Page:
Sunday, May 07, 2006

Where I come from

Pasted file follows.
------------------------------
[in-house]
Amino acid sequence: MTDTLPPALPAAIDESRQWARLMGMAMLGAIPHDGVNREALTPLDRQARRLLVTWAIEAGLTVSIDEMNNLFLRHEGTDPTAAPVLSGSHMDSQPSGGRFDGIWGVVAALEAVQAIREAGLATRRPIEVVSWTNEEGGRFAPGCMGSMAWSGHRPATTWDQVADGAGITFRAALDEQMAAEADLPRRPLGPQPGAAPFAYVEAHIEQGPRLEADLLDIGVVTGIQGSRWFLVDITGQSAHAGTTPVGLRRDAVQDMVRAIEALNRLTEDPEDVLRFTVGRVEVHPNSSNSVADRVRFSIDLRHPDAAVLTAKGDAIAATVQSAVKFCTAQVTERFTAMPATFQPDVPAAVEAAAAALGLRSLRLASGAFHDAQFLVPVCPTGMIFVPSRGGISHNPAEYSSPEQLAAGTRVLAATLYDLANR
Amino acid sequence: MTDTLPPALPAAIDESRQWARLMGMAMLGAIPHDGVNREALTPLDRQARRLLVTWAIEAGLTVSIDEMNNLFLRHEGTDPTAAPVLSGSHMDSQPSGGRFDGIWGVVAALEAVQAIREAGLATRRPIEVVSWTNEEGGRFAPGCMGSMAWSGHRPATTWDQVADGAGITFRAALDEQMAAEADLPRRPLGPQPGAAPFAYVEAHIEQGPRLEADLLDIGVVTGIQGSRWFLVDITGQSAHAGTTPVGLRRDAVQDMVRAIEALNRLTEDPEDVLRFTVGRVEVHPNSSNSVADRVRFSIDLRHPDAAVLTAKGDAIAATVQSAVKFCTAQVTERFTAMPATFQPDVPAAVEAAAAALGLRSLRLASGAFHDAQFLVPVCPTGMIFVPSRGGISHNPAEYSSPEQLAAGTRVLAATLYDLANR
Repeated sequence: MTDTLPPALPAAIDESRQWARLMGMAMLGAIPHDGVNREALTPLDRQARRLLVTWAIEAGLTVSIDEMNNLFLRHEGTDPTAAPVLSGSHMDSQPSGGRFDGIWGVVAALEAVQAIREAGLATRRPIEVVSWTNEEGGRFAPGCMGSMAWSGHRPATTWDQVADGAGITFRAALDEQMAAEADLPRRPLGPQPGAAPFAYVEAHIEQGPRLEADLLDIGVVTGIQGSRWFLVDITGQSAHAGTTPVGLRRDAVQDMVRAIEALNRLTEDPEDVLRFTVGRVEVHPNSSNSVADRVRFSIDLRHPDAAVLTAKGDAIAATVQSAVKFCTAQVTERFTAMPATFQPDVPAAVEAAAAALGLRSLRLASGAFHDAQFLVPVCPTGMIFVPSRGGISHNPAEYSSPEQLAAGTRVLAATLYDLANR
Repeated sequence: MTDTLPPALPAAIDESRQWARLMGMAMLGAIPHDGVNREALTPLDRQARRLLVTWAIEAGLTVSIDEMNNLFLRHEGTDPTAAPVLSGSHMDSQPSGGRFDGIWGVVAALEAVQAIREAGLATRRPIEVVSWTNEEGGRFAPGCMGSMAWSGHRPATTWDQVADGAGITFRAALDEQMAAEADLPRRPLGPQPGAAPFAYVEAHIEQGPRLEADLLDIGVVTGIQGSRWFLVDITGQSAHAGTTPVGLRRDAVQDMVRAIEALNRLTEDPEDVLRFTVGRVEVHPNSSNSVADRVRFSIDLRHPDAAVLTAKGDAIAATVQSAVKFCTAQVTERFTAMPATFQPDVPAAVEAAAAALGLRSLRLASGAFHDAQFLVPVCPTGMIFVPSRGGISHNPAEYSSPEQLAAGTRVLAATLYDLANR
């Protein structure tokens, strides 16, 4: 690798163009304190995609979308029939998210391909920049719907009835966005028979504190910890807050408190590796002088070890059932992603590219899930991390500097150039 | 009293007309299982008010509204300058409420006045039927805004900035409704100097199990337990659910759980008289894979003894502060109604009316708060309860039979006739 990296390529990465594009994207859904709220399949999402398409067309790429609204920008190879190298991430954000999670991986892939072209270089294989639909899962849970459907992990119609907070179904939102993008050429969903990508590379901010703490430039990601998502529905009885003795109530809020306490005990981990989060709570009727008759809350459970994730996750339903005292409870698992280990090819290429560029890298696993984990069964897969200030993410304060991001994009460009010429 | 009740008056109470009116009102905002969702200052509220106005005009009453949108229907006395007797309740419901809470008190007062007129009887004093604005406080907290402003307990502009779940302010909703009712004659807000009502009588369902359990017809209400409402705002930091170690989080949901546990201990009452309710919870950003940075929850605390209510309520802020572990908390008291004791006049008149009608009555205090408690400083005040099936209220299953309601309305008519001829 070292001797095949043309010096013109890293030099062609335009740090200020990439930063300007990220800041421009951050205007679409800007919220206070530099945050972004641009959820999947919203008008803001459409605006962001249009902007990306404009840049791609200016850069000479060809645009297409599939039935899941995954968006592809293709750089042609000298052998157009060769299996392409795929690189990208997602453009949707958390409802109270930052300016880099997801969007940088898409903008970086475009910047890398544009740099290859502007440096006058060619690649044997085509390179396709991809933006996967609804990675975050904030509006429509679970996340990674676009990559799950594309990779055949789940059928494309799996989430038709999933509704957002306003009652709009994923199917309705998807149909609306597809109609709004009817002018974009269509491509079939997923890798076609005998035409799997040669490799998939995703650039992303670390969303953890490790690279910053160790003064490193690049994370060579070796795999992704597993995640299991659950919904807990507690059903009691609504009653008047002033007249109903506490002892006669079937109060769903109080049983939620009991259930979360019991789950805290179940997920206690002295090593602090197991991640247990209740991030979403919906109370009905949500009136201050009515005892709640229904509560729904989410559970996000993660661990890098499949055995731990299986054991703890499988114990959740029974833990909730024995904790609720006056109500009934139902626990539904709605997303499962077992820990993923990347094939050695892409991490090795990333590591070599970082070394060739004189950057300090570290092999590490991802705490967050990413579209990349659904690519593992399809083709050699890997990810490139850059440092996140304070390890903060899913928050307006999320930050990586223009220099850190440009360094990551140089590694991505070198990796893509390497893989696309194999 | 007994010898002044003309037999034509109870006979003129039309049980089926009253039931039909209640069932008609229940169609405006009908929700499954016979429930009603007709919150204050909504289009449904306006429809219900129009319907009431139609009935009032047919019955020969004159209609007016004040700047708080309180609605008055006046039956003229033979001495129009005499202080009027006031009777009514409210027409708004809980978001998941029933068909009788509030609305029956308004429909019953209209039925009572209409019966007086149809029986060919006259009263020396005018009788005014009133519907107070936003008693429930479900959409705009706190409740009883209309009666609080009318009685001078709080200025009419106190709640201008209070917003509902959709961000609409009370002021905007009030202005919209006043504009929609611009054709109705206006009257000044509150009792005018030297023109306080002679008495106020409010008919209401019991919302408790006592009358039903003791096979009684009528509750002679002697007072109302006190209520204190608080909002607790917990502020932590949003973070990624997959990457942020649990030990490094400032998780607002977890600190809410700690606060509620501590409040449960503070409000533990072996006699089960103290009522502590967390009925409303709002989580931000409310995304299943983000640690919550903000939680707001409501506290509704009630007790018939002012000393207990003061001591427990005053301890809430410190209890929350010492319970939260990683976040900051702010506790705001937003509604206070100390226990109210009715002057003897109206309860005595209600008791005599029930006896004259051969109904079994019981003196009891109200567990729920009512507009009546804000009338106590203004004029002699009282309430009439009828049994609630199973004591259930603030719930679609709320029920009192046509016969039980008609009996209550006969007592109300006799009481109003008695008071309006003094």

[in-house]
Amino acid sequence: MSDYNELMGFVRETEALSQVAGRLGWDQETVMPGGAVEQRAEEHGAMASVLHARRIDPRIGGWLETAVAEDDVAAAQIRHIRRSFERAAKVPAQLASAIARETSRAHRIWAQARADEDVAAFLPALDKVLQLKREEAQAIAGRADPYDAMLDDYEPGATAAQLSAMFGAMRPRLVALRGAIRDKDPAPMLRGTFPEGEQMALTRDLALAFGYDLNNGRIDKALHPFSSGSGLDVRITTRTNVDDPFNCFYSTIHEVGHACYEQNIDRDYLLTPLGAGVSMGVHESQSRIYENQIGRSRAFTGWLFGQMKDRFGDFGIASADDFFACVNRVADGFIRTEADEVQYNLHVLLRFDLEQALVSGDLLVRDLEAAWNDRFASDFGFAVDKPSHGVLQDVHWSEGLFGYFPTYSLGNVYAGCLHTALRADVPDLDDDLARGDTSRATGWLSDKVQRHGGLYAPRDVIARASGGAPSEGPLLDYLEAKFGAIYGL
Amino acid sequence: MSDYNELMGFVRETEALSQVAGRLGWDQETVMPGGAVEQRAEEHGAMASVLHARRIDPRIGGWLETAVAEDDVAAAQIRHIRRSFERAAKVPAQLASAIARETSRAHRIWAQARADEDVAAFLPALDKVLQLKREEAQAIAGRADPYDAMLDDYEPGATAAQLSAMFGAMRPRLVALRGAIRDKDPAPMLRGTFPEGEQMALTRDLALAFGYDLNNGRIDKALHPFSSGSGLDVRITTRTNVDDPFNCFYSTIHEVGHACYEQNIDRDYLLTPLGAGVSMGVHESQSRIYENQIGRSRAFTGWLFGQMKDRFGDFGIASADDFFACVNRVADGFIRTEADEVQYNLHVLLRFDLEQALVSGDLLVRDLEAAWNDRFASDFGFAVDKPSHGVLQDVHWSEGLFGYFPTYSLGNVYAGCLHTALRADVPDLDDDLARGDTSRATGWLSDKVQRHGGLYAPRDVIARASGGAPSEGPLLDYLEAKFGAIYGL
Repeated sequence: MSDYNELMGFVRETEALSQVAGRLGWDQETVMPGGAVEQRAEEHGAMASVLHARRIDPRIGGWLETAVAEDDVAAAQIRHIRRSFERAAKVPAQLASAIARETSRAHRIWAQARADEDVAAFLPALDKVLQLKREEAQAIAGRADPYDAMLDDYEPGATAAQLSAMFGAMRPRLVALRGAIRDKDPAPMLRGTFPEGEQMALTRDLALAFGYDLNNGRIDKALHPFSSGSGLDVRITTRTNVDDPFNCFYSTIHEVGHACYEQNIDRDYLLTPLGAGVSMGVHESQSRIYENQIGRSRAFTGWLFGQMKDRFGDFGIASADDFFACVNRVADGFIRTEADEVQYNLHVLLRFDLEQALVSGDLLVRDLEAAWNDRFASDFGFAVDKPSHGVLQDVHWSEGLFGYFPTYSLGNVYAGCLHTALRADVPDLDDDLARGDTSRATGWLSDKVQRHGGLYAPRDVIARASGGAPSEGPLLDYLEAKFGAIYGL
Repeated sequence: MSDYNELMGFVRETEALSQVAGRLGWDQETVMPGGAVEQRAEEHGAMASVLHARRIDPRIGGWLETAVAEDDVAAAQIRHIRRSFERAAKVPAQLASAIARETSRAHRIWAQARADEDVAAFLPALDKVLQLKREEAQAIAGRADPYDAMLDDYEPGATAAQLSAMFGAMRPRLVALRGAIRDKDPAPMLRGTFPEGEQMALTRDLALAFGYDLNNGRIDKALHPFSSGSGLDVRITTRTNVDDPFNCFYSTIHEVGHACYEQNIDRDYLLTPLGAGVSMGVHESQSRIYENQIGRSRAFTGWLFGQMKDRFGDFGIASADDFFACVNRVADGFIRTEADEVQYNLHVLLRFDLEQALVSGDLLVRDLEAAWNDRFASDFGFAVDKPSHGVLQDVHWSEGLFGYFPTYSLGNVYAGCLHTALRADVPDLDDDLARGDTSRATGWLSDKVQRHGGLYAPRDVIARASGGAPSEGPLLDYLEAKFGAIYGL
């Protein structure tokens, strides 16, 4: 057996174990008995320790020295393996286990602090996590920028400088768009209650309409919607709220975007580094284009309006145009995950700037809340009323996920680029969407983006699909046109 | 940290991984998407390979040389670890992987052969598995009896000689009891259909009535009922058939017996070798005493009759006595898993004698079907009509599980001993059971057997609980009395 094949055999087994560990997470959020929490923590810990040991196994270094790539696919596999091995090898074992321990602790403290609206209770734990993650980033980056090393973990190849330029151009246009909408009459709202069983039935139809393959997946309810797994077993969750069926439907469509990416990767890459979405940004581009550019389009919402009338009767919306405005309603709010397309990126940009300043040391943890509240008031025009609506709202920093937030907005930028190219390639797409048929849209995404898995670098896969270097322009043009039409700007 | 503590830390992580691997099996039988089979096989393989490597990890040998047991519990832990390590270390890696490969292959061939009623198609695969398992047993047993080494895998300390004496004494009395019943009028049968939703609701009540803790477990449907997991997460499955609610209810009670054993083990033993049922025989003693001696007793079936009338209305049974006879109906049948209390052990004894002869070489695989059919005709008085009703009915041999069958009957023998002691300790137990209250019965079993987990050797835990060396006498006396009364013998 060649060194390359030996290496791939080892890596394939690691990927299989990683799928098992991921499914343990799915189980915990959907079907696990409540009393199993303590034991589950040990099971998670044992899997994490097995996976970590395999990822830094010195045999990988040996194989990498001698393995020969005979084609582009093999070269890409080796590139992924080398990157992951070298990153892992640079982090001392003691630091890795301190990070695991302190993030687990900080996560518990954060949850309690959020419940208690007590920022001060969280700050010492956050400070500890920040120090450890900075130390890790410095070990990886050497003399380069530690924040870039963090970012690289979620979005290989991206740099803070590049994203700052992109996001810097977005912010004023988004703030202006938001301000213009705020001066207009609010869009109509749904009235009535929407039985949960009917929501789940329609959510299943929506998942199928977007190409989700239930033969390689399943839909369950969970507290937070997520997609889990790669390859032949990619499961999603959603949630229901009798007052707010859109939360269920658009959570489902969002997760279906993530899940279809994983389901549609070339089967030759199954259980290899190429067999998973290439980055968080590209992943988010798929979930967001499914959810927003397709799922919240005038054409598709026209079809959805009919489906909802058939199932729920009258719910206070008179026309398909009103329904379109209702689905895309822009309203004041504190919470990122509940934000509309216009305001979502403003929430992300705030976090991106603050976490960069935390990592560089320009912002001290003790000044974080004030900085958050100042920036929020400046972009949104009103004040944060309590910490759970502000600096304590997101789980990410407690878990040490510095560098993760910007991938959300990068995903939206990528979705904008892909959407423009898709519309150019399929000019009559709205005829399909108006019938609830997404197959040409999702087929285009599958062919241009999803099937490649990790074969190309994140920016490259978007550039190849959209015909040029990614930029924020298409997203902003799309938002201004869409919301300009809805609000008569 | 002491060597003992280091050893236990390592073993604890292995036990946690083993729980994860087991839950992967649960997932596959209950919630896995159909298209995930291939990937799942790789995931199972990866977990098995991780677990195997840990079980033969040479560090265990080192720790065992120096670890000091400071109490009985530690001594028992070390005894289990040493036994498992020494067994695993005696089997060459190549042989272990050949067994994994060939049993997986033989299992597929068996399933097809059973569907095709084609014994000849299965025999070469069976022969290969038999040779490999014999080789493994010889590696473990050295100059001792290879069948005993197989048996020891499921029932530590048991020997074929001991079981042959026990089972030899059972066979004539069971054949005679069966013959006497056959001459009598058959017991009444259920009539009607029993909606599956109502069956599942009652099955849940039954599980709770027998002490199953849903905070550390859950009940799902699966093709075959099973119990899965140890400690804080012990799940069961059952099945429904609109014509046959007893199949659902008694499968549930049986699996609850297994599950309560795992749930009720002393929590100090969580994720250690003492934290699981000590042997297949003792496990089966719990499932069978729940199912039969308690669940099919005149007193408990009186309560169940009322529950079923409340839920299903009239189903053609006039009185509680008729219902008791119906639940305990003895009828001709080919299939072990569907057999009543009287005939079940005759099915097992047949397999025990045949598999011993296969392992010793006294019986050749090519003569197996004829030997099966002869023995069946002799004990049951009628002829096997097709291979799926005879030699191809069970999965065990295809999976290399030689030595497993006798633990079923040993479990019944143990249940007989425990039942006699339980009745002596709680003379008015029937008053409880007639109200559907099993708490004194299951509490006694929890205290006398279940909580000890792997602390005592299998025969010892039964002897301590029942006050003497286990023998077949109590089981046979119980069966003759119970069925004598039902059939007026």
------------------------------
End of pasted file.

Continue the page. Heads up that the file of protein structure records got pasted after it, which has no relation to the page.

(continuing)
I left the Staffordshire village where I was brought up in 1985, and though my family and a couple of friends still live there, apart from a few months after university, I've never been back for more than a visit. I was there this weekend. Norton Canes is old enough to be in the Domesday book, it has an ancient heart, and grew first as a pit village in the early 20th century, and then, more recently, as a dormitory town, for Cannock, Walsall and Birmingham. The first act of the Blair government in 1997 was to give the go-ahead to the Birmingham Northern Relief Road, Britain's first and so-far "only" toll road. It was this decision - not because it was the right thing, but because it would have cost more to get out of the contracts, apparently - that led me to leave the Labour party; I sign, I see now, of things to come, decisions being made for fiscal decisions or to not upset vested interests, rather than because they were the right ones. I wrote a poem about it called, appropriately, "The end of the road". The jury is still out on what effect having a motorway cleaved through a part of the country with some of the worst bronchial conditions in England, but for the village, it meant that for the first time in my lifetime it had some real investment - roads, signage etc. The village looks better than it ever has; caught now in a triangle with the old Watling Street, Norton Pool, and Cannock Chase, its reached a pitch of development. I read once that it was the largest village in England - not picturesque, with hardly a pub or a cash machine or shops or cafes - its a place where people live, and some work, and commute - every drive has two or three cars in it. Kids I was at school with still live there, married others from the village, bought houses down the street from their parents. It is a down-to-earth place, but its also stifling. It is mostly white, reasonably well-off, and, Last Thursday, 550 of those villagers voted for the British National Party, which, despite coming 3rd, received a shocking 30% of the vote. It is where I come from, but has never been where I belong. I'm shocked, but perhaps worse than that, I'm not surprised.

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